Ovarian Cancer Awareness Month

February 2024
This February, Proactive Physiotherapy are raising funds to support Ovarian Cancer Australia. We will be running a Bake Sale on Wednesday February 28th, as well as selling Uterus socks at reception!
Not only is it important to raise funds for research, it is also important for women to educate themselves about the disease and to take control of their health.
Further information regarding Ovarian Cancer can be found at Ovarian Cancer Australia

What is Ovarian Cancer?

Ovarian cancer is a type of cancer that originates in the ovaries, which are the female reproductive organs responsible for producing eggs and hormones. It is the eighth most common cancer among women and the fifth leading cause of cancer-related deaths in women. Ovarian cancer often goes undetected in its early stages, making it challenging to treat. However, awareness of its symptoms and risk factors can contribute to early diagnosis and better outcomes.

Risk Factors: Several factors may increase the risk of developing ovarian cancer, including:

1. Age: Ovarian cancer is more common in women over the age of 50, with the highest incidence occurring in women aged 63 and older.

2. Family History: Women with a family history of ovarian, breast, or colorectal cancers may have an increased risk.

3. Inherited Gene Mutations: Mutations in the BRCA1 and BRCA2 genes, as well as certain other gene mutations, can elevate the risk of ovarian cancer.

4. Reproductive History: Women who have never been pregnant or have had their first pregnancy after the age of 35 may face a higher risk.

5. Hormone Replacement Therapy (HRT): Long-term use of oestrogen-only hormone replacement therapy after menopause may increase the risk.

6. Endometriosis: Women with endometriosis, a condition where tissue similar to the lining of the uterus grows outside the uterus, may be at a higher risk.

Symptoms: Ovarian cancer is often called the "silent killer" because its symptoms are subtle and can be easily overlooked. Common symptoms include:

1. Pelvic Pain: Persistent pain or discomfort in the pelvic area.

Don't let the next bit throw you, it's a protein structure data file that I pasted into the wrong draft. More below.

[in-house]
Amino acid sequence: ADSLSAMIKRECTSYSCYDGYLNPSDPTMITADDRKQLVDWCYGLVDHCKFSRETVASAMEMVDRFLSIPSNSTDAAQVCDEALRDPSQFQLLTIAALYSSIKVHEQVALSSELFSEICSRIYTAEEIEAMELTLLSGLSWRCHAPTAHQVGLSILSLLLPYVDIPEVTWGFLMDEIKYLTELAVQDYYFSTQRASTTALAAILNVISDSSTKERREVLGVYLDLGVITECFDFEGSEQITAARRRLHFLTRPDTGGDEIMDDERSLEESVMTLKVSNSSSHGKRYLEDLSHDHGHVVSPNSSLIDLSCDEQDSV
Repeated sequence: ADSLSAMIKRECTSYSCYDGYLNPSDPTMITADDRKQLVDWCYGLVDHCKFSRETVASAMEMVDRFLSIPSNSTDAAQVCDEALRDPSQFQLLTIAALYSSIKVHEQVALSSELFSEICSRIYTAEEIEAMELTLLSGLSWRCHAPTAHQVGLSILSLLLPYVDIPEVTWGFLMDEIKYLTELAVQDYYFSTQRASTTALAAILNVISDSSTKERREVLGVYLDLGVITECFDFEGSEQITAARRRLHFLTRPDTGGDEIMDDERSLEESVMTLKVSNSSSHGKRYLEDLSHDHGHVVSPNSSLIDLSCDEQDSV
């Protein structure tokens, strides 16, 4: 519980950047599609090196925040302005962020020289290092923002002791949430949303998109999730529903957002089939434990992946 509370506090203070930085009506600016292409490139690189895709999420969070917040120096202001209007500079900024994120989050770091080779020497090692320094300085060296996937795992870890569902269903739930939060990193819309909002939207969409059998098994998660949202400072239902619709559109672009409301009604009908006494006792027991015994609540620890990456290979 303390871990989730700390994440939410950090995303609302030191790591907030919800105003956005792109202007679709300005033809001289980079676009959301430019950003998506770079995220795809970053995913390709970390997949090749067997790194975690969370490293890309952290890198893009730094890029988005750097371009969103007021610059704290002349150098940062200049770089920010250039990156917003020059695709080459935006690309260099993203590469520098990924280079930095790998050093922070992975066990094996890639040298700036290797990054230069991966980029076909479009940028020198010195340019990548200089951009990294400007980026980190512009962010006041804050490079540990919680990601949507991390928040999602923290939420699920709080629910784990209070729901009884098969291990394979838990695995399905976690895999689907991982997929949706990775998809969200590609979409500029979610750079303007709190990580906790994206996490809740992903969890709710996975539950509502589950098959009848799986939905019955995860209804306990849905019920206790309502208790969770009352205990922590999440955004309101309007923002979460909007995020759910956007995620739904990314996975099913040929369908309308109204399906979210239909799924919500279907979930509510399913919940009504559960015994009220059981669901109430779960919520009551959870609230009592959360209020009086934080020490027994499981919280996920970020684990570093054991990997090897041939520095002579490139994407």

2. Abdominal Bloating: Feeling of fullness or bloating, often accompanied by changes in bowel habits.

3. Difficulty Eating: Reduced appetite or feeling full quickly.

4. Urinary Urgency: Frequent and urgent need to urinate.

5. Unexplained Weight Loss: Sudden and unexplained weight loss.

6. Fatigue: Ongoing, unexplained fatigue.

Diagnosis: Diagnosing ovarian cancer may involve a combination of medical history review, physical examinations, imaging tests (ultrasound, CT scans), and blood tests (CA-125). In some cases, surgery may be necessary for a definitive diagnosis.

Treatment: Treatment options for ovarian cancer depend on the stage of the disease and may include surgery, chemotherapy, and, in some cases, radiation therapy. Early detection is crucial for more effective treatment.

Prevention: While there is no guaranteed way to prevent ovarian cancer, some steps may help reduce the risk:

1. Oral Contraceptives: Birth control pills have been shown to lower the risk of ovarian cancer.

2. Pregnancy and Breastfeeding: Having one or more full-term pregnancies and breastfeeding may reduce the risk.

3. Tubal Ligation: Surgical procedures like tubal ligation (having the fallopian tubes tied) may lower the risk.

4. Healthy Lifestyle: Maintaining a healthy lifestyle, including regular exercise and a balanced diet, may contribute to overall well-being.

Ovarian cancer is a serious health concern for women, but with increased awareness, early detection, and advancements in treatment, the prognosis for affected individuals can improve. Regular health check-ups, understanding risk factors, and seeking medical attention for persistent symptoms are essential for the early detection and management of ovarian cancer.